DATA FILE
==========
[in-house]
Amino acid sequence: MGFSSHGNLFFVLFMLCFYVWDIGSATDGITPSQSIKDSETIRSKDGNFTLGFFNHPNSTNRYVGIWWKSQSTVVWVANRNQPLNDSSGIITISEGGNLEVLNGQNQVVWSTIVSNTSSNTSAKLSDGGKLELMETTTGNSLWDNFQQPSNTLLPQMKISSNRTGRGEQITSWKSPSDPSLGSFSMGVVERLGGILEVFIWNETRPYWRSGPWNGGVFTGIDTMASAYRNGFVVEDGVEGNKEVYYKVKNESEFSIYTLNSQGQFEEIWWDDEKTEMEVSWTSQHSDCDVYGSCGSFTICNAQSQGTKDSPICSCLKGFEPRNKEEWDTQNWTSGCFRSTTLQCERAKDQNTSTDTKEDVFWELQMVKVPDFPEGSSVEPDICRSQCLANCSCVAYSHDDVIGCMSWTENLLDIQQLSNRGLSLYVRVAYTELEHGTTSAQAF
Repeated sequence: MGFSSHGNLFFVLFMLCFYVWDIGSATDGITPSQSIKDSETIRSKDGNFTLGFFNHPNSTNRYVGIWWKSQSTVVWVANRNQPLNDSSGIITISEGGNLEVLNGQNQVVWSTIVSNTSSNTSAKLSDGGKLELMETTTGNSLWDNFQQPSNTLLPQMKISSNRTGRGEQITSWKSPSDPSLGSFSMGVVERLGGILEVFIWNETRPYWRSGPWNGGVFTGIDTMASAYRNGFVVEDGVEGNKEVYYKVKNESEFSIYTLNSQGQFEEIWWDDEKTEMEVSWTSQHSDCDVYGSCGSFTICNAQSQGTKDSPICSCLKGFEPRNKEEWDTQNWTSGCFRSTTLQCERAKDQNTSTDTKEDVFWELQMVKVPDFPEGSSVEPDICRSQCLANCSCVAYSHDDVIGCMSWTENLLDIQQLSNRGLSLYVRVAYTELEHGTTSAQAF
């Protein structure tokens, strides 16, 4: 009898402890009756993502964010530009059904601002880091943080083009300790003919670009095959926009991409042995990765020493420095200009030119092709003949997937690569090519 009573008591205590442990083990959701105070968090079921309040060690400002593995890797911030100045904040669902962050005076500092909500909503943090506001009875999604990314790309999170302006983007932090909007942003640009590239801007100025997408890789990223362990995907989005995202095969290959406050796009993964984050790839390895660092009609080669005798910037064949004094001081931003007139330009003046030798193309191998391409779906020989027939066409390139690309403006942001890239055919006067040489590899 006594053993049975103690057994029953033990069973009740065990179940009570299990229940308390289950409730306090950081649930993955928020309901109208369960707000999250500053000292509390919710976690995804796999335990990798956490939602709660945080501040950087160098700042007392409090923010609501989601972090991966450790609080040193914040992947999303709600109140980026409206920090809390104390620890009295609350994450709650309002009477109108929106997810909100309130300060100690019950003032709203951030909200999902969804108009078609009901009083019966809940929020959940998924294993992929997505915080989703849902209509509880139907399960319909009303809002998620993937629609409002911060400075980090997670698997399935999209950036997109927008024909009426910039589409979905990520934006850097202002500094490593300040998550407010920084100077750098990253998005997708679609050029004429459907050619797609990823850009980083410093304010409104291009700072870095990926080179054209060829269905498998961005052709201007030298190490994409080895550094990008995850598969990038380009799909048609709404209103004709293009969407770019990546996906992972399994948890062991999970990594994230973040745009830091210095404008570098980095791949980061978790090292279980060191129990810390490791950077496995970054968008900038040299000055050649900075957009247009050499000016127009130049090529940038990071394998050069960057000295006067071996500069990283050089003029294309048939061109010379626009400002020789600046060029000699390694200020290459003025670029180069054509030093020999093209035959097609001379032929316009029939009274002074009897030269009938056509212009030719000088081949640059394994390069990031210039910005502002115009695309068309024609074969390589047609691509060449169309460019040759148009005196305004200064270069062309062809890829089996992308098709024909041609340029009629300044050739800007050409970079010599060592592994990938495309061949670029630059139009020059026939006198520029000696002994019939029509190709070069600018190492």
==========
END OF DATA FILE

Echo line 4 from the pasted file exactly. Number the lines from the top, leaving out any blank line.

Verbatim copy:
């Protein structure tokens, strides 16, 4: 009898402890009756993502964010530009059904601002880091943080083009300790003919670009095959926009991409042995990765020493420095200009030119092709003949997937690569090519 009573008591205590442990083990959701105070968090079921309040060690400002593995890797911030100045904040669902962050005076500092909500909503943090506001009875999604990314790309999170302006983007932090909007942003640009590239801007100025997408890789990223362990995907989005995202095969290959406050796009993964984050790839390895660092009609080669005798910037064949004094001081931003007139330009003046030798193309191998391409779906020989027939066409390139690309403006942001890239055919006067040489590899 006594053993049975103690057994029953033990069973009740065990179940009570299990229940308390289950409730306090950081649930993955928020309901109208369960707000999250500053000292509390919710976690995804796999335990990798956490939602709660945080501040950087160098700042007392409090923010609501989601972090991966450790609080040193914040992947999303709600109140980026409206920090809390104390620890009295609350994450709650309002009477109108929106997810909100309130300060100690019950003032709203951030909200999902969804108009078609009901009083019966809940929020959940998924294993992929997505915080989703849902209509509880139907399960319909009303809002998620993937629609409002911060400075980090997670698997399935999209950036997109927008024909009426910039589409979905990520934006850097202002500094490593300040998550407010920084100077750098990253998005997708679609050029004429459907050619797609990823850009980083410093304010409104291009700072870095990926080179054209060829269905498998961005052709201007030298190490994409080895550094990008995850598969990038380009799909048609709404209103004709293009969407770019990546996906992972399994948890062991999970990594994230973040745009830091210095404008570098980095791949980061978790090292279980060191129990810390490791950077496995970054968008900038040299000055050649900075957009247009050499000016127009130049090529940038990071394998050069960057000295006067071996500069990283050089003029294309048939061109010379626009400002020789600046060029000699390694200020290459003025670029180069054509030093020999093209035959097609001379032929316009029939009274002074009897030269009938056509212009030719000088081949640059394994390069990031210039910005502002115009695309068309024609074969390589047609691509060449169309460019040759148009005196305004200064270069062309062809890829089996992308098709024909041609340029009629300044050739800007050409970079010599060592592994990938495309061949670029630059139009020059026939006198520029000696002994019939029509190709070069600018190492």